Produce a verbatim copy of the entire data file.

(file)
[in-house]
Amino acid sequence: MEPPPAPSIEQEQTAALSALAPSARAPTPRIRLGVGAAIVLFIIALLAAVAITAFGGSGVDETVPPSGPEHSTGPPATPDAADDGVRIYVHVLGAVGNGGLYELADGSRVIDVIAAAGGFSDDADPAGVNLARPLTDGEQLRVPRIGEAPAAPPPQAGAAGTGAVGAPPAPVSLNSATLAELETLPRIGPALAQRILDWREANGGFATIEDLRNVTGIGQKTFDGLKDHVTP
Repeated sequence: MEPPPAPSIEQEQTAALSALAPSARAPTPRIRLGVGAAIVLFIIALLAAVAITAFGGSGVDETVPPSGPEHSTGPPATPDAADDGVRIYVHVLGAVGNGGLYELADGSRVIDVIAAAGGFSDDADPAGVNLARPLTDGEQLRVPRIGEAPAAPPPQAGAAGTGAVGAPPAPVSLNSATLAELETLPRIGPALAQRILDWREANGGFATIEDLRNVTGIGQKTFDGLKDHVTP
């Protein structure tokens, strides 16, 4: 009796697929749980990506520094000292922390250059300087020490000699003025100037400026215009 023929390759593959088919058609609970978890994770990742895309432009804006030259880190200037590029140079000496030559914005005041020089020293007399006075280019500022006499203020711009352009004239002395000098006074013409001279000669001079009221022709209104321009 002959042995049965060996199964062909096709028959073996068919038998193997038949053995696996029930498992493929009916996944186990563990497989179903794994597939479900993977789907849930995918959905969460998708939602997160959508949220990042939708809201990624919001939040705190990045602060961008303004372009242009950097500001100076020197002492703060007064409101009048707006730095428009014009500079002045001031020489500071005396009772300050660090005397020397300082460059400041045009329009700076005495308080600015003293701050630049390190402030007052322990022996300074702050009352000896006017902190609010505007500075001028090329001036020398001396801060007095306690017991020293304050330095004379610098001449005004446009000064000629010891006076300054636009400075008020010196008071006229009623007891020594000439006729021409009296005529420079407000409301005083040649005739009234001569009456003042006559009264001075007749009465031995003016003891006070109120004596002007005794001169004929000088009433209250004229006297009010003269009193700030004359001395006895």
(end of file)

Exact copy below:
[in-house]
Amino acid sequence: MEPPPAPSIEQEQTAALSALAPSARAPTPRIRLGVGAAIVLFIIALLAAVAITAFGGSGVDETVPPSGPEHSTGPPATPDAADDGVRIYVHVLGAVGNGGLYELADGSRVIDVIAAAGGFSDDADPAGVNLARPLTDGEQLRVPRIGEAPAAPPPQAGAAGTGAVGAPPAPVSLNSATLAELETLPRIGPALAQRILDWREANGGFATIEDLRNVTGIGQKTFDGLKDHVTP
Repeated sequence: MEPPPAPSIEQEQTAALSALAPSARAPTPRIRLGVGAAIVLFIIALLAAVAITAFGGSGVDETVPPSGPEHSTGPPATPDAADDGVRIYVHVLGAVGNGGLYELADGSRVIDVIAAAGGFSDDADPAGVNLARPLTDGEQLRVPRIGEAPAAPPPQAGAAGTGAVGAPPAPVSLNSATLAELETLPRIGPALAQRILDWREANGGFATIEDLRNVTGIGQKTFDGLKDHVTP
């Protein structure tokens, strides 16, 4: 009796697929749980990506520094000292922390250059300087020490000699003025100037400026215009 023929390759593959088919058609609970978890994770990742895309432009804006030259880190200037590029140079000496030559914005005041020089020293007399006075280019500022006499203020711009352009004239002395000098006074013409001279000669001079009221022709209104321009 002959042995049965060996199964062909096709028959073996068919038998193997038949053995696996029930498992493929009916996944186990563990497989179903794994597939479900993977789907849930995918959905969460998708939602997160959508949220990042939708809201990624919001939040705190990045602060961008303004372009242009950097500001100076020197002492703060007064409101009048707006730095428009014009500079002045001031020489500071005396009772300050660090005397020397300082460059400041045009329009700076005495308080600015003293701050630049390190402030007052322990022996300074702050009352000896006017902190609010505007500075001028090329001036020398001396801060007095306690017991020293304050330095004379610098001449005004446009000064000629010891006076300054636009400075008020010196008071006229009623007891020594000439006729021409009296005529420079407000409301005083040649005739009234001569009456003042006559009264001075007749009465031995003016003891006070109120004596002007005794001169004929000088009433209250004229006297009010003269009193700030004359001395006895």